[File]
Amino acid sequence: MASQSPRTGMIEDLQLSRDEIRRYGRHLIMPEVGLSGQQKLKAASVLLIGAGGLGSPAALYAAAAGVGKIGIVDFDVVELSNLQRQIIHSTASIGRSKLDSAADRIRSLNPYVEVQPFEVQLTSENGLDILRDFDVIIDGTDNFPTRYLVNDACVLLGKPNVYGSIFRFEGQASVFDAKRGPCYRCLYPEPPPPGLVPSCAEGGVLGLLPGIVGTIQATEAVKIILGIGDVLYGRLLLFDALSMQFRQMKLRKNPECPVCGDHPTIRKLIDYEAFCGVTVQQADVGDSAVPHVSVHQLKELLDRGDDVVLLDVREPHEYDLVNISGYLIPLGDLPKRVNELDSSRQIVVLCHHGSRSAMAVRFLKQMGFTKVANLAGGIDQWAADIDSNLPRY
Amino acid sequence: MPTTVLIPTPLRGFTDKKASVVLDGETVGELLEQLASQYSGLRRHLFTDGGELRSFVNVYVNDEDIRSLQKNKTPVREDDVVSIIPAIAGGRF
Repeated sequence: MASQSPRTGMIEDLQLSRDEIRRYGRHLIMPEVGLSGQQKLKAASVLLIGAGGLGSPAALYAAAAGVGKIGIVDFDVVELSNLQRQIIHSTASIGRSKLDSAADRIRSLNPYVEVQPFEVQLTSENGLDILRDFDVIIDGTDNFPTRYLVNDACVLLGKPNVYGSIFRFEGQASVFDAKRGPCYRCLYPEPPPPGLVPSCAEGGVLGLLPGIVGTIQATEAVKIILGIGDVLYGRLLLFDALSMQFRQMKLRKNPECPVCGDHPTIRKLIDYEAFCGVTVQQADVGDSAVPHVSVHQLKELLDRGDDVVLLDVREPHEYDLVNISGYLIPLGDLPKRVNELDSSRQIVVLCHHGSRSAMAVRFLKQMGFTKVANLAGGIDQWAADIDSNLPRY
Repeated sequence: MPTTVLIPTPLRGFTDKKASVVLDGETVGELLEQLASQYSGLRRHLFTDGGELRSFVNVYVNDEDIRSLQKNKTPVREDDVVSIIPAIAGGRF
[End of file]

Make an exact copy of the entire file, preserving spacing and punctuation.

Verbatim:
Amino acid sequence: MASQSPRTGMIEDLQLSRDEIRRYGRHLIMPEVGLSGQQKLKAASVLLIGAGGLGSPAALYAAAAGVGKIGIVDFDVVELSNLQRQIIHSTASIGRSKLDSAADRIRSLNPYVEVQPFEVQLTSENGLDILRDFDVIIDGTDNFPTRYLVNDACVLLGKPNVYGSIFRFEGQASVFDAKRGPCYRCLYPEPPPPGLVPSCAEGGVLGLLPGIVGTIQATEAVKIILGIGDVLYGRLLLFDALSMQFRQMKLRKNPECPVCGDHPTIRKLIDYEAFCGVTVQQADVGDSAVPHVSVHQLKELLDRGDDVVLLDVREPHEYDLVNISGYLIPLGDLPKRVNELDSSRQIVVLCHHGSRSAMAVRFLKQMGFTKVANLAGGIDQWAADIDSNLPRY
Amino acid sequence: MPTTVLIPTPLRGFTDKKASVVLDGETVGELLEQLASQYSGLRRHLFTDGGELRSFVNVYVNDEDIRSLQKNKTPVREDDVVSIIPAIAGGRF
Repeated sequence: MASQSPRTGMIEDLQLSRDEIRRYGRHLIMPEVGLSGQQKLKAASVLLIGAGGLGSPAALYAAAAGVGKIGIVDFDVVELSNLQRQIIHSTASIGRSKLDSAADRIRSLNPYVEVQPFEVQLTSENGLDILRDFDVIIDGTDNFPTRYLVNDACVLLGKPNVYGSIFRFEGQASVFDAKRGPCYRCLYPEPPPPGLVPSCAEGGVLGLLPGIVGTIQATEAVKIILGIGDVLYGRLLLFDALSMQFRQMKLRKNPECPVCGDHPTIRKLIDYEAFCGVTVQQADVGDSAVPHVSVHQLKELLDRGDDVVLLDVREPHEYDLVNISGYLIPLGDLPKRVNELDSSRQIVVLCHHGSRSAMAVRFLKQMGFTKVANLAGGIDQWAADIDSNLPRY
Repeated sequence: MPTTVLIPTPLRGFTDKKASVVLDGETVGELLEQLASQYSGLRRHLFTDGGELRSFVNVYVNDEDIRSLQKNKTPVREDDVVSIIPAIAGGRF